According to this new work, a healthy lifestyle based on not smoking, not being overweight or exercising regularly during the 50-year-old stage would add up to 10 more years of life and could prevent us from suffering from important pathologies such as cancer , cardiovascular disease or diabetes . In fact, another recent study has already suggested that another healthy habit, such as doing strength and muscle-building exercises from the age of 30 , would also be an important protective factor against cardiovascular disease.
In particular, recent research suggests that the most important lifestyle factors would be physical activity, a good body weight, a healthy and balanced diet, and avoiding toxins such as tobacco or alcohol. All these factors, taken together, would have important consequences not only for life expectancy in general, but also for quality of life and the absence of chronic diseases.
To reach these conclusions, researchers analyzed data from 73,196 nurses registered in the known Health Study Nurses United States , and other 38,366 health professionals, men of the Follow - up Study Health Professionals US . At the time of both studies, none of the volunteers suffered from cancer, cardiovascular disease, or diabetes.
Regarding lifestyle factors, five of them were taken into account in particular: not smoking, having an adequate weight, doing at least 30 minutes of exercise a day, having a moderate consumption of alcohol, and following a diet healthy. Each lifestyle factor was worth one point, and could have between 0 and 5 points in total. The higher the score, the better the lifestyle, and the lower the risk of disease.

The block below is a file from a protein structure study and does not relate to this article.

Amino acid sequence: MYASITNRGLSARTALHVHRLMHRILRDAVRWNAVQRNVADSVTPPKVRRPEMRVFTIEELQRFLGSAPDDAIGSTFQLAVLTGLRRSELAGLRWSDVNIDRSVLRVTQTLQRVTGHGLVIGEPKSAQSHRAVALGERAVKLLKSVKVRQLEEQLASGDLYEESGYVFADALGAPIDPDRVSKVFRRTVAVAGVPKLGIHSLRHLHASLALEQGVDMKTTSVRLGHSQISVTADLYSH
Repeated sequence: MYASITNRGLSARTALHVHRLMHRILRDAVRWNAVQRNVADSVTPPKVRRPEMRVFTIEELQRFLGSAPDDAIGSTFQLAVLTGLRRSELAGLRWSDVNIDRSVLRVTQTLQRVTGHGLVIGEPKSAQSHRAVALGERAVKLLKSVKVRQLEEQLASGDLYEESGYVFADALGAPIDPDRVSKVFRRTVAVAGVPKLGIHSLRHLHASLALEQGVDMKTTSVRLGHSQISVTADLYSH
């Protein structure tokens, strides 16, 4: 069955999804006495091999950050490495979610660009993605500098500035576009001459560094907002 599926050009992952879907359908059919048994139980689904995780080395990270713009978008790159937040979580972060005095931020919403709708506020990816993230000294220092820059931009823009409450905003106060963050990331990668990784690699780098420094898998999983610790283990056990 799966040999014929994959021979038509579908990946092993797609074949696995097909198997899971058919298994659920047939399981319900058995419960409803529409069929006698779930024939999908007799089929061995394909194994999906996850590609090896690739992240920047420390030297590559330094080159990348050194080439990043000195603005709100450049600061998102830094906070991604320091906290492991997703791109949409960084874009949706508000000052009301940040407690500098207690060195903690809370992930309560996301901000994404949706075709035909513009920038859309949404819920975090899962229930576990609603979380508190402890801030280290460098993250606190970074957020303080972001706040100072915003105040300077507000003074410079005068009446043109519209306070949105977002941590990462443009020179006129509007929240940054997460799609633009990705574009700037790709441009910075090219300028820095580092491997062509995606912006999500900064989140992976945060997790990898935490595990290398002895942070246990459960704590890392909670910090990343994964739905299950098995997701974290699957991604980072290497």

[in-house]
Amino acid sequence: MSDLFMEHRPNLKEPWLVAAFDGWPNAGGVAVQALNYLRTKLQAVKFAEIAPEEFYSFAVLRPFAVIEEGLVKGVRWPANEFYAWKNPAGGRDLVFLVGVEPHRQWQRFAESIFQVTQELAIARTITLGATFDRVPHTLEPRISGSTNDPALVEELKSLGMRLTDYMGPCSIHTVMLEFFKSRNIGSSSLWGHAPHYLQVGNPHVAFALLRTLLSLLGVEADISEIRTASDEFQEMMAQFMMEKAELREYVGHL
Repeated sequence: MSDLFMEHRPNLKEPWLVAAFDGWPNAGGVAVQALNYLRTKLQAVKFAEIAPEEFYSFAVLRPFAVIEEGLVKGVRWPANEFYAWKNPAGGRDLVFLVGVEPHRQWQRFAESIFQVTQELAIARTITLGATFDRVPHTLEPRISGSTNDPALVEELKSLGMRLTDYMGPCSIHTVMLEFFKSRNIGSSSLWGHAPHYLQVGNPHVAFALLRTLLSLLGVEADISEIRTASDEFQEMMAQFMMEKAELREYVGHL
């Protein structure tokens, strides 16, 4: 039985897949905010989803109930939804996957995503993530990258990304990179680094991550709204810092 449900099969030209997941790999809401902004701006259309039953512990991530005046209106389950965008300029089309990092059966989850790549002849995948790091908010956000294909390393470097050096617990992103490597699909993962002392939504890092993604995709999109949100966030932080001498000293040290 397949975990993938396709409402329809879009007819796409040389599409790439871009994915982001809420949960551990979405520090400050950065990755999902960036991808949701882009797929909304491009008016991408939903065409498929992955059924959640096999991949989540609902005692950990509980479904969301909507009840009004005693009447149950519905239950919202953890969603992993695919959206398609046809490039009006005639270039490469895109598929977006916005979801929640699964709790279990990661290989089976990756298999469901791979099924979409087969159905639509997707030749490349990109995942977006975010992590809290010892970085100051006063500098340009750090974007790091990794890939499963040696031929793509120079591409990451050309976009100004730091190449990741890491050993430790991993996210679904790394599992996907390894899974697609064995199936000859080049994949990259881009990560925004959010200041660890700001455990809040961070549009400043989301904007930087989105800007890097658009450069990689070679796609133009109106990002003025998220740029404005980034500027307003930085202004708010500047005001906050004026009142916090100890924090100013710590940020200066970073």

All participants were evaluated regularly over the course of 20 years , recording diagnoses and possible deaths from cancer, cardiovascular disease, and type 2 diabetes.
After evaluating other aspects such as age, ethnic origin, family medical history and other factors that could influence statistically, it was concluded that the disease-free life expectancy at 50 years for women was 24 years for those who did not adopt healthy habits. For their part, those women who did opt for four or five of these healthy lifestyle factors lived an average of 34 years longer. In total, up to 10 more years of difference.
For their part, the disease-free life expectancy at 50 years for men was 24 years for those who did not adopt healthy lifestyle habits, and up to 31 years more for those men who did adopt between four and five of these healthy lifestyle factors. In total, up to 7 more years of difference.
Likewise, it was discovered that the men who smoked 15 or more cigarettes a day and the subjects who had a body mass index of 30 or more, were those who had a lower total disease-free life expectancy compared to the rest of the individuals studied.
Although the data are encouraging, the researchers point out that it is an observational study , so a cause and effect relationship cannot be established. In addition, all the data come from self-reported surveys by the same participants, and in all cases they are data from health personnel , so there could be a significant bias in the general population.
In any case, the same researchers advocate promoting public health policies that improve both diet and the physical environment, which consequently lead to an improvement in lifestyle in general, and in physical activity and a balanced diet in particular, as well as policies and regulations on the consumption of toxic substances such as tobacco or alcohol, both known originating factors of a multitude of chronic diseases.